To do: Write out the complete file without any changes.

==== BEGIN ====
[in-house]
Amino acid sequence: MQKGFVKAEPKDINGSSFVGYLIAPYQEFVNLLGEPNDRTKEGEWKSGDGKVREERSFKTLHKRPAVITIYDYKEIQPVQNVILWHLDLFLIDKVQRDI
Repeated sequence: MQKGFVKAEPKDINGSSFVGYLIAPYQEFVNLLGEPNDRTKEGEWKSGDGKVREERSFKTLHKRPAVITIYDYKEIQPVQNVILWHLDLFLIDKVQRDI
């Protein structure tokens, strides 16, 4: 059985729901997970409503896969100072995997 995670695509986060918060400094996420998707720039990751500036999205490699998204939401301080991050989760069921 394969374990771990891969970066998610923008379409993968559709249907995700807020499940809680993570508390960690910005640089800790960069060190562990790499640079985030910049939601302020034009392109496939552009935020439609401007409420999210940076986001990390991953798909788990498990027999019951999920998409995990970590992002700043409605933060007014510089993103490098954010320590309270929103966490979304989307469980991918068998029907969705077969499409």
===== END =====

[in-house]
Amino acid sequence: MQKGFVKAEPKDINGSSFVGYLIAPYQEFVNLLGEPNDRTKEGEWKSGDGKVREERSFKTLHKRPAVITIYDYKEIQPVQNVILWHLDLFLIDKVQRDI
Repeated sequence: MQKGFVKAEPKDINGSSFVGYLIAPYQEFVNLLGEPNDRTKEGEWKSGDGKVREERSFKTLHKRPAVITIYDYKEIQPVQNVILWHLDLFLIDKVQRDI
């Protein structure tokens, strides 16, 4: 059985729901997970409503896969100072995997 995670695509986060918060400094996420998707720039990751500036999205490699998204939401301080991050989760069921 394969374990771990891969970066998610923008379409993968559709249907995700807020499940809680993570508390960690910005640089800790960069060190562990790499640079985030910049939601302020034009392109496939552009935020439609401007409420999210940076986001990390991953798909788990498990027999019951999920998409995990970590992002700043409605933060007014510089993103490098954010320590309270929103966490979304989307469980991918068998029907969705077969499409």